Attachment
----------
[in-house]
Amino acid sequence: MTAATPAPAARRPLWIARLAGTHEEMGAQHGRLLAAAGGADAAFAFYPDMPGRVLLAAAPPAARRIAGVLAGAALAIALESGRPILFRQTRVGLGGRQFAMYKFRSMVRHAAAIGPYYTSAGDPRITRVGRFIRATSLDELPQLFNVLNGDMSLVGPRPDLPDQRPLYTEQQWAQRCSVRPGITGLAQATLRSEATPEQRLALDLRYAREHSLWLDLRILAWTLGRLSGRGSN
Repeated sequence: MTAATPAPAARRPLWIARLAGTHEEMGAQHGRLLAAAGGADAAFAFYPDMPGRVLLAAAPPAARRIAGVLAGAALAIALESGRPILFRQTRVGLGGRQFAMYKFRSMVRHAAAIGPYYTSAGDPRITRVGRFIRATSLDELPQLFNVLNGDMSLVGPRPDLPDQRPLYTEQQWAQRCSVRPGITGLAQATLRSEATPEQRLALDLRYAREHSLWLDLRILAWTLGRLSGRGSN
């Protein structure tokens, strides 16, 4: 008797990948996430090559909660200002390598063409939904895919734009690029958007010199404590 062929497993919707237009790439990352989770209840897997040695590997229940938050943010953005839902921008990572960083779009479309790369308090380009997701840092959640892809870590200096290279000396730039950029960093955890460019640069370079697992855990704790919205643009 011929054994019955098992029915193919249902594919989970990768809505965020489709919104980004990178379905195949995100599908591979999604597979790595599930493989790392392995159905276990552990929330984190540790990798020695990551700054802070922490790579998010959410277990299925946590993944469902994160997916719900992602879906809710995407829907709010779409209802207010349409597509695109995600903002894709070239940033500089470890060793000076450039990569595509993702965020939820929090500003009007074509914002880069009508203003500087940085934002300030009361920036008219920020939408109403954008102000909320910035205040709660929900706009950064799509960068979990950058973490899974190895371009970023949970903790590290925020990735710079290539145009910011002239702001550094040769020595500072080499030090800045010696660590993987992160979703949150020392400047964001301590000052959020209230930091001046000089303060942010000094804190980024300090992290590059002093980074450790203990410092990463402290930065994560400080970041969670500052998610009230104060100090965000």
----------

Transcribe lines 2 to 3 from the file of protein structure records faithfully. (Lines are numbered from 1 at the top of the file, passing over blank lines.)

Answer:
Amino acid sequence: MTAATPAPAARRPLWIARLAGTHEEMGAQHGRLLAAAGGADAAFAFYPDMPGRVLLAAAPPAARRIAGVLAGAALAIALESGRPILFRQTRVGLGGRQFAMYKFRSMVRHAAAIGPYYTSAGDPRITRVGRFIRATSLDELPQLFNVLNGDMSLVGPRPDLPDQRPLYTEQQWAQRCSVRPGITGLAQATLRSEATPEQRLALDLRYAREHSLWLDLRILAWTLGRLSGRGSN
Repeated sequence: MTAATPAPAARRPLWIARLAGTHEEMGAQHGRLLAAAGGADAAFAFYPDMPGRVLLAAAPPAARRIAGVLAGAALAIALESGRPILFRQTRVGLGGRQFAMYKFRSMVRHAAAIGPYYTSAGDPRITRVGRFIRATSLDELPQLFNVLNGDMSLVGPRPDLPDQRPLYTEQQWAQRCSVRPGITGLAQATLRSEATPEQRLALDLRYAREHSLWLDLRILAWTLGRLSGRGSN